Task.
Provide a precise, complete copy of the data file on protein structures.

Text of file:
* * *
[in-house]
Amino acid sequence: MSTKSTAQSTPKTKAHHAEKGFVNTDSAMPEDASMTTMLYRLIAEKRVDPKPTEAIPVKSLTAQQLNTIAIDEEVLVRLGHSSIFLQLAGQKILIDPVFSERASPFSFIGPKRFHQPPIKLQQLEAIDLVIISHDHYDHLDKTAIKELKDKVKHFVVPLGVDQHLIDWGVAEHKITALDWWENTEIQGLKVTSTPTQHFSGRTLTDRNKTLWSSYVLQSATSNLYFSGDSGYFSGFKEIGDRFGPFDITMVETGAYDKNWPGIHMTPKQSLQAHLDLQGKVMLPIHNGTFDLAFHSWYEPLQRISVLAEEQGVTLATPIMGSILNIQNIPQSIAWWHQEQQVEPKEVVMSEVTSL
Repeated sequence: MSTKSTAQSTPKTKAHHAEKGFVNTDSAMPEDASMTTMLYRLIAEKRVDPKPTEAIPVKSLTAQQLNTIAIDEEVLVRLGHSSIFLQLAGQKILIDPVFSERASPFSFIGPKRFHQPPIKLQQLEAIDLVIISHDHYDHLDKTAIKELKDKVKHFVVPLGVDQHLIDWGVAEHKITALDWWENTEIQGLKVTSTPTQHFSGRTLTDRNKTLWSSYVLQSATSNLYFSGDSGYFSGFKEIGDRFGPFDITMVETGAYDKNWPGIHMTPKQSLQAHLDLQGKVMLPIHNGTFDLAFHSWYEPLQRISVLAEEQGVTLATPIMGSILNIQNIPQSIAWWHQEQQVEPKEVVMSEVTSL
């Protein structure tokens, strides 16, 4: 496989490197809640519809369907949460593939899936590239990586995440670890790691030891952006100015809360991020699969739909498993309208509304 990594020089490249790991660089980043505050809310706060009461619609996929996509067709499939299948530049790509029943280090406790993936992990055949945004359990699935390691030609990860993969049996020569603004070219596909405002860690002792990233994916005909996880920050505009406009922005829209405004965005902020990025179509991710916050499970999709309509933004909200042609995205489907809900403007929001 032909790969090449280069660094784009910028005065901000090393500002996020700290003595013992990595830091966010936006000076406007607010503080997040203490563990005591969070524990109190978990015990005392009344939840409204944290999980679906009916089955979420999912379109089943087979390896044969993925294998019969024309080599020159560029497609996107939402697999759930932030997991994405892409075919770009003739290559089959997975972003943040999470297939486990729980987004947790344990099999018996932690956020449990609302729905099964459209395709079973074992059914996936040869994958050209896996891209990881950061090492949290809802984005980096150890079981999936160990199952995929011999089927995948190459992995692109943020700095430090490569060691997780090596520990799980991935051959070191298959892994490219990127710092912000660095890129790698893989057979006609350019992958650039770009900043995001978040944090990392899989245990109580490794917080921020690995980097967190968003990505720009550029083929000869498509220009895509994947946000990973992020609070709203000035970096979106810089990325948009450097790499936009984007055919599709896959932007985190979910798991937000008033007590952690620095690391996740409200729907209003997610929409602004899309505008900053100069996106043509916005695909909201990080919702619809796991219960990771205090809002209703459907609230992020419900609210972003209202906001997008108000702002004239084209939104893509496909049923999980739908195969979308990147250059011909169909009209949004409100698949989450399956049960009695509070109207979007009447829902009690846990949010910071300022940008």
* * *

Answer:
[in-house]
Amino acid sequence: MSTKSTAQSTPKTKAHHAEKGFVNTDSAMPEDASMTTMLYRLIAEKRVDPKPTEAIPVKSLTAQQLNTIAIDEEVLVRLGHSSIFLQLAGQKILIDPVFSERASPFSFIGPKRFHQPPIKLQQLEAIDLVIISHDHYDHLDKTAIKELKDKVKHFVVPLGVDQHLIDWGVAEHKITALDWWENTEIQGLKVTSTPTQHFSGRTLTDRNKTLWSSYVLQSATSNLYFSGDSGYFSGFKEIGDRFGPFDITMVETGAYDKNWPGIHMTPKQSLQAHLDLQGKVMLPIHNGTFDLAFHSWYEPLQRISVLAEEQGVTLATPIMGSILNIQNIPQSIAWWHQEQQVEPKEVVMSEVTSL
Repeated sequence: MSTKSTAQSTPKTKAHHAEKGFVNTDSAMPEDASMTTMLYRLIAEKRVDPKPTEAIPVKSLTAQQLNTIAIDEEVLVRLGHSSIFLQLAGQKILIDPVFSERASPFSFIGPKRFHQPPIKLQQLEAIDLVIISHDHYDHLDKTAIKELKDKVKHFVVPLGVDQHLIDWGVAEHKITALDWWENTEIQGLKVTSTPTQHFSGRTLTDRNKTLWSSYVLQSATSNLYFSGDSGYFSGFKEIGDRFGPFDITMVETGAYDKNWPGIHMTPKQSLQAHLDLQGKVMLPIHNGTFDLAFHSWYEPLQRISVLAEEQGVTLATPIMGSILNIQNIPQSIAWWHQEQQVEPKEVVMSEVTSL
């Protein structure tokens, strides 16, 4: 496989490197809640519809369907949460593939899936590239990586995440670890790691030891952006100015809360991020699969739909498993309208509304 990594020089490249790991660089980043505050809310706060009461619609996929996509067709499939299948530049790509029943280090406790993936992990055949945004359990699935390691030609990860993969049996020569603004070219596909405002860690002792990233994916005909996880920050505009406009922005829209405004965005902020990025179509991710916050499970999709309509933004909200042609995205489907809900403007929001 032909790969090449280069660094784009910028005065901000090393500002996020700290003595013992990595830091966010936006000076406007607010503080997040203490563990005591969070524990109190978990015990005392009344939840409204944290999980679906009916089955979420999912379109089943087979390896044969993925294998019969024309080599020159560029497609996107939402697999759930932030997991994405892409075919770009003739290559089959997975972003943040999470297939486990729980987004947790344990099999018996932690956020449990609302729905099964459209395709079973074992059914996936040869994958050209896996891209990881950061090492949290809802984005980096150890079981999936160990199952995929011999089927995948190459992995692109943020700095430090490569060691997780090596520990799980991935051959070191298959892994490219990127710092912000660095890129790698893989057979006609350019992958650039770009900043995001978040944090990392899989245990109580490794917080921020690995980097967190968003990505720009550029083929000869498509220009895509994947946000990973992020609070709203000035970096979106810089990325948009450097790499936009984007055919599709896959932007985190979910798991937000008033007590952690620095690391996740409200729907209003997610929409602004899309505008900053100069996106043509916005695909909201990080919702619809796991219960990771205090809002209703459907609230992020419900609210972003209202906001997008108000702002004239084209939104893509496909049923999980739908195969979308990147250059011909169909009209949004409100698949989450399956049960009695509070109207979007009447829902009690846990949010910071300022940008």